Environment expert: The fire in the national park will actually benefit nature

Fire in the Bohemian Switzerland National Park

The fire raging in the Bohemian Switzerland National Park is the worst in the country’s modern history. Over 1,000 hectares of forestland have been destroyed by the blaze, which is still not under control. How much damage has been done to the biotope and how long may it take to recover? Those are questions I put to environment expert Vojtěch Kotecký.

Vojtěch Kotecký | Photo: Barbora Linková,  Czech Radio

“I actually believe that the fire is more of a problem for the local people than for Nature itself. There was a smaller fire in the national park about 16 years ago and we know that Nature will regenerate very fast and instead of the monoculture that the national park inherited from the previous management it will evolve into a wild, biodiverse and rich forest. So I think Nature is not at risk here, people are.”

How long may it take for the area to recover?

Fire raging in the Bohemian Switzerland National Park | Photo: Ondřej Hájek,  ČTK

“Obviously, before we get to a fully developed forest it will take many decades, probably 100 years. But I think that the first evidence of a rich eco-system will be visible within about ten years’ time.”

What about the animal and bird species? Would they have had time to escape?

Peregrine Falcon | Photo: Carlos Delgado,  Wikimedia Commons,  CC BY-SA 4.0 DEED

“Obviously, there will be some losses, but I think that the most iconic species of the park, like the Peregrine Falcon or the Black Stork most likely escaped from the area affected by the fire.”

Should the area be left to regenerate itself or should man try to intervene by creating mixed forests – in view of the problems with the bark beetle?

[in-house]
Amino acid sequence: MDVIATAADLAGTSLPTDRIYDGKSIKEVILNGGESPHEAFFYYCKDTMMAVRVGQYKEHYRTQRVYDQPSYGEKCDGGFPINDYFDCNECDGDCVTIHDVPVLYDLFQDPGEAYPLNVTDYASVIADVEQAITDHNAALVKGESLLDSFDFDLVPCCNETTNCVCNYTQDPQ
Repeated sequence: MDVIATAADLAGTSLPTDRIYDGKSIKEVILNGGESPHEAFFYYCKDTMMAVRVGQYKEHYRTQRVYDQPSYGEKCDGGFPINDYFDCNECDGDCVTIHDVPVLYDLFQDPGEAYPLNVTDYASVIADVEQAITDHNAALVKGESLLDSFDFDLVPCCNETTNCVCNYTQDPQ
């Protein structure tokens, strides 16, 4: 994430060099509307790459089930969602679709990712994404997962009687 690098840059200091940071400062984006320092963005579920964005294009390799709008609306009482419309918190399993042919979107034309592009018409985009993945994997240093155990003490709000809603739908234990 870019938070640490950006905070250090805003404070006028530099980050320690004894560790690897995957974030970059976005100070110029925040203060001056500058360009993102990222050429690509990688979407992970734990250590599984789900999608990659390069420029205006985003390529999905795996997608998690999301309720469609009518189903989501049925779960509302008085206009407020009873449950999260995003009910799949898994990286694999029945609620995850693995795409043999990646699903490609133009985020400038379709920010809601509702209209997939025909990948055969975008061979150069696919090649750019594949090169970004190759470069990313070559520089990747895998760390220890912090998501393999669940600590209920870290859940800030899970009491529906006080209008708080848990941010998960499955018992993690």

Bark beetles | Photo: Šárka Škapíková,  Czech Radio

“There is probably no choice but to opt for natural regeneration simply because of the size of the area affected.  At the same time, it may make sense to intervene here and there and to support regeneration with targeted planting of specific native species, that is a choice that the national park management will have to make in the coming years. Nevertheless, this is not the first disaster to strike the national park, it is the first massive fire, but the park has been experiencing a large-scale bark-beetle explosion in recent years, which has led to widespread damage of the spruce forests. Therefore, the park already has some experience with regenerating a native and species-rich forest.”

Photo: Ondřej Hájek,  ČTK

How long do you think it may take for the park to be able to reopen to tourists?

“That is something I cannot really comment on, because it will probably depend on the decisions that firefighters will need to make about the safety of particular areas. And then, when these areas are accessible, the management of the national park will have to map the damage and ascertain what infrastructure is available and what needs to be replaced.”